aban57 wrote:So, while some people abroad raise money to save koalas, Australia is deciding to kill 10K camels to save water.

https://edition.cnn.com/2020/01/07/australia/australia-camel-cull-scli-intl/index.html

About 10,000 camels are at risk of being shot and killed in a drought-ravaged region of Australia, after complaints that the thirsty animals are endangering locals as they desperately search for water.
Aboriginal officials in the remote northwest of South Australia approved the cull, which is due to begin on Wednesday and is expected to last for five days.
The area's local government, Anangu Pitjantjatjara Yankunytjatjara (APY), said in a memo posted on Facebook that "extremely large groups of camels and other feral animals in and around communities" are "putting pressure on the remote Aboriginal communities" as they search for water.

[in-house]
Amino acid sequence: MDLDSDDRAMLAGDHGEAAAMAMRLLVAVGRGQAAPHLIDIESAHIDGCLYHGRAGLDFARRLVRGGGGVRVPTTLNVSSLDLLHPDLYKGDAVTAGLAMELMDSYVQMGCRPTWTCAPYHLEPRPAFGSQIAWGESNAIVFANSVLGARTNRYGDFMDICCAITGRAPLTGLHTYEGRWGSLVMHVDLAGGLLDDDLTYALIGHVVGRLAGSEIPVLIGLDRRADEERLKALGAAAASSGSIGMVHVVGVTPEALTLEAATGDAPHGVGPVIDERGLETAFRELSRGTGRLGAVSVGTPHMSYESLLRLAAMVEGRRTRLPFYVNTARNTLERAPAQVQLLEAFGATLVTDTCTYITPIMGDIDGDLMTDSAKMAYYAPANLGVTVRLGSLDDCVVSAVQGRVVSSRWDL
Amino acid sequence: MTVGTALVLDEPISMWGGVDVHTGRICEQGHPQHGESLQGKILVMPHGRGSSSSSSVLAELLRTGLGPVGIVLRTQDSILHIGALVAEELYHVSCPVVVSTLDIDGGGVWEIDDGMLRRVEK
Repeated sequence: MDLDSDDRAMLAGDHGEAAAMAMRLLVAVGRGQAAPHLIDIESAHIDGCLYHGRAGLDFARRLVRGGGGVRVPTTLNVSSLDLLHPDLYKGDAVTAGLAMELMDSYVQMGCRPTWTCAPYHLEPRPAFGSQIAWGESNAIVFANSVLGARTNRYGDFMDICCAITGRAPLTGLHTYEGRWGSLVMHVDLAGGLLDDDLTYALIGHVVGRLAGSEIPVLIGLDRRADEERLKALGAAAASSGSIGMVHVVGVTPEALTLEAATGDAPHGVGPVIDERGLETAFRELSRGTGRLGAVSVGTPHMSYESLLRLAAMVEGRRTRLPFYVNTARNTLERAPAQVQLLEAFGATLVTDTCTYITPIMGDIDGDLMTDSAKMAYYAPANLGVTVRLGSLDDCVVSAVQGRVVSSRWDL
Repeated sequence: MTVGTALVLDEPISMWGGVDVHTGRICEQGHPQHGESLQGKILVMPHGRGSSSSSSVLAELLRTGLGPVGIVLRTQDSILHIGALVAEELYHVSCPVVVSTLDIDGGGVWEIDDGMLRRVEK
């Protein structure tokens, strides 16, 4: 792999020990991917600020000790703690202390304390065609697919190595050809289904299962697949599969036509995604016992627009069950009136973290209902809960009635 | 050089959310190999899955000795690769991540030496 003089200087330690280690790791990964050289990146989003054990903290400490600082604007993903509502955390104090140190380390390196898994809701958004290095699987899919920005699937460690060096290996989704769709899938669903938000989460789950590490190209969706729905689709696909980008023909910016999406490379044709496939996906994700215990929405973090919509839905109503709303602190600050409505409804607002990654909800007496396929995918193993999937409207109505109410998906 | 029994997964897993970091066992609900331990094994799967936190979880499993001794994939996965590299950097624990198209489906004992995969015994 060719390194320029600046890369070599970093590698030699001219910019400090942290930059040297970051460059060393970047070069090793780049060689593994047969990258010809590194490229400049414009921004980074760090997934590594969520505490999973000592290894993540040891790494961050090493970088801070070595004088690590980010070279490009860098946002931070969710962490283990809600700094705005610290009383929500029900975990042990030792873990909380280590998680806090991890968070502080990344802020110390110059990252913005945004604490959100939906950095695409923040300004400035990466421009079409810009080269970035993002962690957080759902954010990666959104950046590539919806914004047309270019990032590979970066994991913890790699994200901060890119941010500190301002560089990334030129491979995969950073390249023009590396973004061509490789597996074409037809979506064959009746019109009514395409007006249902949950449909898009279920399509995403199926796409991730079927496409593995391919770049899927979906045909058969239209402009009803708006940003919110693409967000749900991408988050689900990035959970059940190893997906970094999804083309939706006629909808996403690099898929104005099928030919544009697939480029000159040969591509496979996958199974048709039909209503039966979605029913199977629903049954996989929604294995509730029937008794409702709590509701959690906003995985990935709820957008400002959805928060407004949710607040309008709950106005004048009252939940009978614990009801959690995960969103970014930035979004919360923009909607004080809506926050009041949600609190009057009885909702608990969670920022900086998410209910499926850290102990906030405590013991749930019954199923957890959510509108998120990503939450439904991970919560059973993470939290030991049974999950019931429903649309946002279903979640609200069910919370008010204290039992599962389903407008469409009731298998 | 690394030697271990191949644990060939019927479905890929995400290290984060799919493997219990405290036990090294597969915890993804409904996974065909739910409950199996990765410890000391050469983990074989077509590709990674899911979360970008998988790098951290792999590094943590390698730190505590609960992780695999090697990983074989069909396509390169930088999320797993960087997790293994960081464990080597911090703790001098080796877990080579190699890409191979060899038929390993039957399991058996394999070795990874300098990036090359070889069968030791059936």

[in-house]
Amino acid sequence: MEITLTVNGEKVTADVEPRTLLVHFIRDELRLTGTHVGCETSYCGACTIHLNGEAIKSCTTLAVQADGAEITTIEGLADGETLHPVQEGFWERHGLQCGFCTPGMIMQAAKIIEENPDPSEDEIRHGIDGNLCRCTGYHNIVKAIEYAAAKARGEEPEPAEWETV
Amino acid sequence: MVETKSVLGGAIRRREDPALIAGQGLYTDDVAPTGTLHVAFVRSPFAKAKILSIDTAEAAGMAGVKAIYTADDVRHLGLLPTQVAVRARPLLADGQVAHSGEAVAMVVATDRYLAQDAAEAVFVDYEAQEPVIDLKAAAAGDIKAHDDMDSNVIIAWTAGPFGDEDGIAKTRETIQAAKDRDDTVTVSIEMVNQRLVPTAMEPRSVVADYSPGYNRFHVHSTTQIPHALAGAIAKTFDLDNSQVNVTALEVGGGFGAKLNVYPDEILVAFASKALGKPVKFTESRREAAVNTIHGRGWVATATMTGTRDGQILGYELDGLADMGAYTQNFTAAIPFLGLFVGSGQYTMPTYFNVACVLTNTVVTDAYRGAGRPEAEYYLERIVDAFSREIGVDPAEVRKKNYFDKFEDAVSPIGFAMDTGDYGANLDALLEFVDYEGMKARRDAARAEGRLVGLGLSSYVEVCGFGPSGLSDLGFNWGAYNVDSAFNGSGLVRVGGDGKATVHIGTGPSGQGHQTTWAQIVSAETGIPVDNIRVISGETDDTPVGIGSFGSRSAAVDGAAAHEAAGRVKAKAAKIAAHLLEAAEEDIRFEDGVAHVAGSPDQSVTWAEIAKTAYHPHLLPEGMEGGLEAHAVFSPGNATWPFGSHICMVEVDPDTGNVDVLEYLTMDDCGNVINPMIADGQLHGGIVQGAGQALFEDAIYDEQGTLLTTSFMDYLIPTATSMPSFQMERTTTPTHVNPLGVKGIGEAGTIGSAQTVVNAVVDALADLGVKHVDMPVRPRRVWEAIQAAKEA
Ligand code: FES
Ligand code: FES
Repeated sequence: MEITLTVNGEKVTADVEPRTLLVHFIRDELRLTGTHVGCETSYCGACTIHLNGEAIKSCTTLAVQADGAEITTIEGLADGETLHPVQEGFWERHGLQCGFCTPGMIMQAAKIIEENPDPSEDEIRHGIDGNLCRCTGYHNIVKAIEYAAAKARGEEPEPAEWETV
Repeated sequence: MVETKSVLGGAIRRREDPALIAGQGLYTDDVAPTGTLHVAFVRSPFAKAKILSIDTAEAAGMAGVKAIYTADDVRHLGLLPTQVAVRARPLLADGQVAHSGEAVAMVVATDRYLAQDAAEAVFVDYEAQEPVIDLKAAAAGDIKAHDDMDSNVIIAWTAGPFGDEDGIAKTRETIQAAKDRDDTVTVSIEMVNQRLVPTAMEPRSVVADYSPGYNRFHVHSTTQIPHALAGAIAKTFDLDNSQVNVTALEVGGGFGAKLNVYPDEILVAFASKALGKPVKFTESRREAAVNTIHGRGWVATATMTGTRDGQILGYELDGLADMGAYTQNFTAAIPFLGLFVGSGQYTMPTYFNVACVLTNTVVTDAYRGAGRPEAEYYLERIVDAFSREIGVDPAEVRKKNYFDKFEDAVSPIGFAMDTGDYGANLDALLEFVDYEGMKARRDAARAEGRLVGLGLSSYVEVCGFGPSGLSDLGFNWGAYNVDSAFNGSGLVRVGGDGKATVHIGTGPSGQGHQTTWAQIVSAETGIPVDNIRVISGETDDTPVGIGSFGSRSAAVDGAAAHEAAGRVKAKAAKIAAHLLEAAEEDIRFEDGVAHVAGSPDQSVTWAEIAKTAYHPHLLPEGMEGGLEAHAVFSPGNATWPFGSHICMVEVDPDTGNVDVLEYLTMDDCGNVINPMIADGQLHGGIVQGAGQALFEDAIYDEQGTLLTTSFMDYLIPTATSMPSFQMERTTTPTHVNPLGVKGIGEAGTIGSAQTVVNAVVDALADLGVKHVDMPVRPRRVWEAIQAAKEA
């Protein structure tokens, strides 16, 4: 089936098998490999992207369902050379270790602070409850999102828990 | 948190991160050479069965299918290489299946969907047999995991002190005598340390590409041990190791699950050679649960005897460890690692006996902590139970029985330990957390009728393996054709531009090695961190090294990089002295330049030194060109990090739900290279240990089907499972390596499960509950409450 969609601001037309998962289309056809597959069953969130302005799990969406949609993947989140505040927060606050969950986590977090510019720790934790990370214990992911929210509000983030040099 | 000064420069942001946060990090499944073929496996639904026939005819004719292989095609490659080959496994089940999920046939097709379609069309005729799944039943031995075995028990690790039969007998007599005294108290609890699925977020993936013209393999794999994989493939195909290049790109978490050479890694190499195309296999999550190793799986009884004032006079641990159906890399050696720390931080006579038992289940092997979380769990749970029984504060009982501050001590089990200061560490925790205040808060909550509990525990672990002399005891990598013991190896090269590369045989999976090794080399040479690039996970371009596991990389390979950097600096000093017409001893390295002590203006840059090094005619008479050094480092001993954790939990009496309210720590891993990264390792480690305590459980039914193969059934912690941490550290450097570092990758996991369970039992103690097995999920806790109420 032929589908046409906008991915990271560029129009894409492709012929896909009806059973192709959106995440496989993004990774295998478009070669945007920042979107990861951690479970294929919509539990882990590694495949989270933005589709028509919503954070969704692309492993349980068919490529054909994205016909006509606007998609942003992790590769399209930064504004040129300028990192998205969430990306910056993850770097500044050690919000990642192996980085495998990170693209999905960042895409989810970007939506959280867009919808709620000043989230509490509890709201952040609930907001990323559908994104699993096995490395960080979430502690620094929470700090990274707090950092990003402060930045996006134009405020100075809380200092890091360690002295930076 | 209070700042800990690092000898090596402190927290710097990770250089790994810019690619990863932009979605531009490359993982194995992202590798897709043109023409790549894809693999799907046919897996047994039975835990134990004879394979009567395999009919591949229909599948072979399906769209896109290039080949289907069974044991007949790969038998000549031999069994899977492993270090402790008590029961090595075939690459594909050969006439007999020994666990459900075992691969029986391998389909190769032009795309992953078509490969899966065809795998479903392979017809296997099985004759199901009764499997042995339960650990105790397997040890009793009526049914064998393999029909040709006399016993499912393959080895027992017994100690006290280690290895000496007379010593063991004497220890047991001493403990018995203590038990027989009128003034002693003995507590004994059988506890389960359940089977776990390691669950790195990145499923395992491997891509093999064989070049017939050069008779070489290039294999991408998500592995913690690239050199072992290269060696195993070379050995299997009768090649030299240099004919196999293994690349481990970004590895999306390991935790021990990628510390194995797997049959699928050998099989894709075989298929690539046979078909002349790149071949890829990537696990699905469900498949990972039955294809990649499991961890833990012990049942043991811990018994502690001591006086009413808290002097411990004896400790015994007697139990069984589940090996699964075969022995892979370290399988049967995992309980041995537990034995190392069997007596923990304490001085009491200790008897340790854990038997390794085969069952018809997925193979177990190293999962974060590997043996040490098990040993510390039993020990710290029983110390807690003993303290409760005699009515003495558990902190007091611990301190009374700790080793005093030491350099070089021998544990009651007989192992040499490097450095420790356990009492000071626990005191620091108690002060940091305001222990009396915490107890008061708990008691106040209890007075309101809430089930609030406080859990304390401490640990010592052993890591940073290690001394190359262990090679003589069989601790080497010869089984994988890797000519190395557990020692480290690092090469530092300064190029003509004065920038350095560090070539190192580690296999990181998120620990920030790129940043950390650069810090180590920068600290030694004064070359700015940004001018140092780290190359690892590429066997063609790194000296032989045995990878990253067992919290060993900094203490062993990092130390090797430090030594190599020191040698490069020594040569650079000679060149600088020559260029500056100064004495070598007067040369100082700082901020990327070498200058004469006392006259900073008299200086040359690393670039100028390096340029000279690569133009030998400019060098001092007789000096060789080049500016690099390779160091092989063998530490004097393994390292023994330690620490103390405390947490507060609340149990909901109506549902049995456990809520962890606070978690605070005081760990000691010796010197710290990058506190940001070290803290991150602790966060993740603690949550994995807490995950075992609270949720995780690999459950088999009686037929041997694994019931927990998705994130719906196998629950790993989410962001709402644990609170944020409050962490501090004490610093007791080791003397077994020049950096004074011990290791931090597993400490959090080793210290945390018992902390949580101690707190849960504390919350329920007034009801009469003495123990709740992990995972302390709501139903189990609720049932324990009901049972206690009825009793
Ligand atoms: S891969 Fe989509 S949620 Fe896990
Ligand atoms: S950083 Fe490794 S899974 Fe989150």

Not sure of your point.

Feral animals stress delicate ecosystems at the best of times. During drought, those stresses can be overwhelming. Obviously it would have been better for humans not to introduce camels to Australian deserts in the first place, much as it would have been better for humans not to have done any of the vast array of environmentally stupid things we've done.
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Re: Australia on fire

#28  Postby Hermit » Jan 08, 2020 3:49 pm

aban57 wrote:So, while some people abroad raise money to save koalas, Australia is deciding to kill 10K camels to save water.

https://edition.cnn.com/2020/01/07/australia/australia-camel-cull-scli-intl/index.html

Before the advent of the internal combustion engine camels were an important part for freight transport in Australia. They were imported from Afghanistan and India.

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An Afghan camel driver with a camel train loaded with chaff, ca. 1911. Photograph courtesy of the State Library of South Australia. SLSA: B 14808